"I...uhh...don't...know how to respond to that..." I said, narrowing my eyes and quickly going through the rolodex in my head of where to even begin.
"Oh, you're offended. Okay, look, I didn't mean to offend you. I'm sorry if you're offended," he said.
"I mean, I'm...I'm not offended, but you shouldn't think it's okay to say that to anybody."
I lied, because of course I was offended. But it's one thing to go off about harassment in general when you're out to brunch with your friends and quite another to stare it in the face and figure out the right thing to say. Because yes, reader, this is harassment. I know it could've been worse, and there wasn't a moment when I feared for the safety and autonomy of my body, but it's still harassment. And I think this dude, and others like him, need to know that.
I am firmly of the belief that there is never a time that it is appropriate to go up to a person you do not know and comment on their appearance. Women experience the lion's share of this kind of unwanted comments, often made only worse by belonging to an intersecting marginalized group. Regardless, I just want everyone out there to know these types of advances are never wanted, and you especially suck if you have the audacity to get offended when they don't go in your favor.
Because really, Subway worker, consider a few things for just a moment. Consider the fact that maybe I wear makeup because I like it; because it's fun and cathartic to have an hour in the morning to slowly get ready for the day. Consider the fact that I'm not putting on bronzer wondering what a fast food worker is going to think of it and whether or not he will approve. And, most radical of all, consider the fact that I know I don't need it and I know I look cute without it, too! Consider the fact that I didn't go to work today to be a walking art exhibit for you to comment on.
As women, sometimes it seems like we can't win. We don't wear makeup and we're "tired" or "sick," but we do and we're self-centered or unaware of our natural beauty. We either get shamed for buying into the multibillion dollars the beauty industry rests on or we get shamed for dismissing it entirely. We try to walk to our jobs, or drop our kids off at school, or exercise, or just order a fucking sandwich and we're bothered by men who just want to give us some unsolicited advice, or assume we're willing to participate in some asinine discourse just because we put on lipstick or wore yoga pants. I am truly so sick of it and, more so, sick of people clinging to women being rude or oversensitive when these advances are put in their place. I know I'm pretty without makeup, but more importantly, I know that I'm smart and funny and a good friend and a million other things that are far more important.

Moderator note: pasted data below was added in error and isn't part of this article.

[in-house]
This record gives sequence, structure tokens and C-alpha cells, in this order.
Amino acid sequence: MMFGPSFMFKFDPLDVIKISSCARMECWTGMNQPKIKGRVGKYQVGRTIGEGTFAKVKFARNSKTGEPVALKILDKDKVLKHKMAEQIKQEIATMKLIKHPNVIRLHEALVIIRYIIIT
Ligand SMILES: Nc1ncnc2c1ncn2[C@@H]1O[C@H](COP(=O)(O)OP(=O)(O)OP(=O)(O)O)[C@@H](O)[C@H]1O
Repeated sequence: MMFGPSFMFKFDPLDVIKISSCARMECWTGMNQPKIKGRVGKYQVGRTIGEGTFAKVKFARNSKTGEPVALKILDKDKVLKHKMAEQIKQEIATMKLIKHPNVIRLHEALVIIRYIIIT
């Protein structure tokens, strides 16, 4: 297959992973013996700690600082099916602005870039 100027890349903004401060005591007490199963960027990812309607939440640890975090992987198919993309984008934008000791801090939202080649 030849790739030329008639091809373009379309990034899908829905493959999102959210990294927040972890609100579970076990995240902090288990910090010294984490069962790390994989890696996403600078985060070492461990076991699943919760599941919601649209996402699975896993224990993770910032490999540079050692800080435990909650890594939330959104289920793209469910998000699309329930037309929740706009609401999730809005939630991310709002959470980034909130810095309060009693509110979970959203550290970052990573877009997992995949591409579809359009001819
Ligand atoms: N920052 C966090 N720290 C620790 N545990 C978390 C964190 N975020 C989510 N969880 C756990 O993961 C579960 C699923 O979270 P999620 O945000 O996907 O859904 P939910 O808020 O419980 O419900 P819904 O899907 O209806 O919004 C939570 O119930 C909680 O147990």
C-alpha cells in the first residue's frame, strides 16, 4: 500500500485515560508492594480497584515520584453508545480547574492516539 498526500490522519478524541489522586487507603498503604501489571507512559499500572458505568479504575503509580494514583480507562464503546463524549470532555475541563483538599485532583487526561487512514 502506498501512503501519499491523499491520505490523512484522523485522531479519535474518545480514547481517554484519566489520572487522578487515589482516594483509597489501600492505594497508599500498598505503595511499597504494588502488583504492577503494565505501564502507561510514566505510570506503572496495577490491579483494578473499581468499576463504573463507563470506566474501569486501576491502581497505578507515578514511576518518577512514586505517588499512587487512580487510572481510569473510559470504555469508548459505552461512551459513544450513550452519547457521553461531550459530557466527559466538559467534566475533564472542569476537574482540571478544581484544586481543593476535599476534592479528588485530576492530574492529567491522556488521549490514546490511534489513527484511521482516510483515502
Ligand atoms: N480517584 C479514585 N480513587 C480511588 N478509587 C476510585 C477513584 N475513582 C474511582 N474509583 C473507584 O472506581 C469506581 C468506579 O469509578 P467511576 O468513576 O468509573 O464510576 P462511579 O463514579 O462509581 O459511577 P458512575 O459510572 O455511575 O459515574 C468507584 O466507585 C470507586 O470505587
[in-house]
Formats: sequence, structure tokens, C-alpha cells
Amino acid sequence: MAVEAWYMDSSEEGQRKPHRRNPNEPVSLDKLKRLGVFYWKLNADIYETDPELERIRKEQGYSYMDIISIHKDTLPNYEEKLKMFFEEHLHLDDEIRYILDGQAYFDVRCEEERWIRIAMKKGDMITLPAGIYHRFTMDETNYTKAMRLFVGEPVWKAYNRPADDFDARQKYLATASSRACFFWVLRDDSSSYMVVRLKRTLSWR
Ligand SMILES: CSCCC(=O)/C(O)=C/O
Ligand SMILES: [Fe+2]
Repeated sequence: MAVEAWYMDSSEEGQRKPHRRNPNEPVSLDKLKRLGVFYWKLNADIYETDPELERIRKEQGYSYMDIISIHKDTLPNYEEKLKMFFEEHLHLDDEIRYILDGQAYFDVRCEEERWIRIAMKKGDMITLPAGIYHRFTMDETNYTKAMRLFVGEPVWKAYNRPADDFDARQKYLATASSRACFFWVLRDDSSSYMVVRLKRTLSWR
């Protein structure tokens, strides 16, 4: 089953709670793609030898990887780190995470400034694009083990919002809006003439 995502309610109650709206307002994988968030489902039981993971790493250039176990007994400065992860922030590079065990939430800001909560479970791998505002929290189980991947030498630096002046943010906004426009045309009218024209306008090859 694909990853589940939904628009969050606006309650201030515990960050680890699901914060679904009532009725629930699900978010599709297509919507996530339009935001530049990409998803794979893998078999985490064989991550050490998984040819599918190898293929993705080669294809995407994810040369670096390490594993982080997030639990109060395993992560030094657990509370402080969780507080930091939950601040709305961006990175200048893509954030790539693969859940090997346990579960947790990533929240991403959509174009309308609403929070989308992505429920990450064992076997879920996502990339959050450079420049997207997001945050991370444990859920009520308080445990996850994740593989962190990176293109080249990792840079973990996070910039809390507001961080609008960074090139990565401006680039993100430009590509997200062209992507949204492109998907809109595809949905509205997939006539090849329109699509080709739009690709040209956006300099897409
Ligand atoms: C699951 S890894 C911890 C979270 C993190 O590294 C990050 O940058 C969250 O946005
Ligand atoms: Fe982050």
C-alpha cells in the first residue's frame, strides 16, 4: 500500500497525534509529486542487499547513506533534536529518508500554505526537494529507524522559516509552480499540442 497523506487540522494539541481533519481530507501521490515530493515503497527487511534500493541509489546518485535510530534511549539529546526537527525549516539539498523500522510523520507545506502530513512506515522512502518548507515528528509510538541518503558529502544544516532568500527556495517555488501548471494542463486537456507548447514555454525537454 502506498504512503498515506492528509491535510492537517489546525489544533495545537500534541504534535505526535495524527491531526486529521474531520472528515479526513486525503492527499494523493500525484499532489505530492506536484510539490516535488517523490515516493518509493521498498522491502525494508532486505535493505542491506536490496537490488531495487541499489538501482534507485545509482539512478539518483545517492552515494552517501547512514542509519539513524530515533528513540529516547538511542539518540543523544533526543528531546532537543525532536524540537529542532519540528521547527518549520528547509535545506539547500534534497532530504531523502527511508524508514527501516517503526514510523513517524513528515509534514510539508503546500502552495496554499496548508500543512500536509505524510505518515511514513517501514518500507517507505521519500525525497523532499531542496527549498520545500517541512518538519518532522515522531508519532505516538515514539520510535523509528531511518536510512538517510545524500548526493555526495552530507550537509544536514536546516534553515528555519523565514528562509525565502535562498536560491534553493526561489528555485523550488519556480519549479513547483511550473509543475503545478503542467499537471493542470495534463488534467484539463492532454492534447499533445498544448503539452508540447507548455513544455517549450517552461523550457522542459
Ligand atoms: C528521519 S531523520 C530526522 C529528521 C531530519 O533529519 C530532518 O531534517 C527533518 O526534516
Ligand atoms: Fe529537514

The kicker to this whole story is the worker (not the one who made my sandwich; he just awkwardly stood by) ended this conversation is the most bizarre way possible. I think he thought he was being helpful or smoothing things over when he gave me three sheets of coupons for half off a Subway breakfast. So, uhh...if anyone wants them, I certainly won't be needing them. Just know that the coupon comes with a few terms: Expires in a few weeks, not to combined with another offer, may be served with a side of unwanted commentary.